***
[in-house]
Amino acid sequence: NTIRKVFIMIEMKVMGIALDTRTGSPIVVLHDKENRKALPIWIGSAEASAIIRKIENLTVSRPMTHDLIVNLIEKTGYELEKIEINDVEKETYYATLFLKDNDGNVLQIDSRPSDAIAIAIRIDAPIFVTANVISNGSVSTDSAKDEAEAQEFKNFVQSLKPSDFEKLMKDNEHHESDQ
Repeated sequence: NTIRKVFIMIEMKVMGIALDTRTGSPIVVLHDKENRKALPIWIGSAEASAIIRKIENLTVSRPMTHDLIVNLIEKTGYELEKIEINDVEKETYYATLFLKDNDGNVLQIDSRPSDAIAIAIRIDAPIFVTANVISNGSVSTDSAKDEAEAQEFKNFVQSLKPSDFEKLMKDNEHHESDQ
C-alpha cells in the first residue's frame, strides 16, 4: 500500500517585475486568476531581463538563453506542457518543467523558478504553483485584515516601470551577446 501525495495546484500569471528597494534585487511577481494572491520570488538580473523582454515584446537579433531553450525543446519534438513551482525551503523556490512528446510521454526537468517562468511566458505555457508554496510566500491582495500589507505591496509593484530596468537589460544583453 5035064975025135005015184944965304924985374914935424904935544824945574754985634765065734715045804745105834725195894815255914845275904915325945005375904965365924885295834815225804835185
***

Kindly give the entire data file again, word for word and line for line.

[in-house]
Amino acid sequence: NTIRKVFIMIEMKVMGIALDTRTGSPIVVLHDKENRKALPIWIGSAEASAIIRKIENLTVSRPMTHDLIVNLIEKTGYELEKIEINDVEKETYYATLFLKDNDGNVLQIDSRPSDAIAIAIRIDAPIFVTANVISNGSVSTDSAKDEAEAQEFKNFVQSLKPSDFEKLMKDNEHHESDQ
Repeated sequence: NTIRKVFIMIEMKVMGIALDTRTGSPIVVLHDKENRKALPIWIGSAEASAIIRKIENLTVSRPMTHDLIVNLIEKTGYELEKIEINDVEKETYYATLFLKDNDGNVLQIDSRPSDAIAIAIRIDAPIFVTANVISNGSVSTDSAKDEAEAQEFKNFVQSLKPSDFEKLMKDNEHHESDQ
C-alpha cells in the first residue's frame, strides 16, 4: 500500500517585475486568476531581463538563453506542457518543467523558478504553483485584515516601470551577446 501525495495546484500569471528597494534585487511577481494572491520570488538580473523582454515584446537579433531553450525543446519534438513551482525551503523556490512528446510521454526537468517562468511566458505555457508554496510566500491582495500589507505591496509593484530596468537589460544583453 5035064975025135005015184944965304924985374914935424904935544824945574754985634765065734715045804745105834725195894815255914845275904915325945005375904965365924885295834815225804835185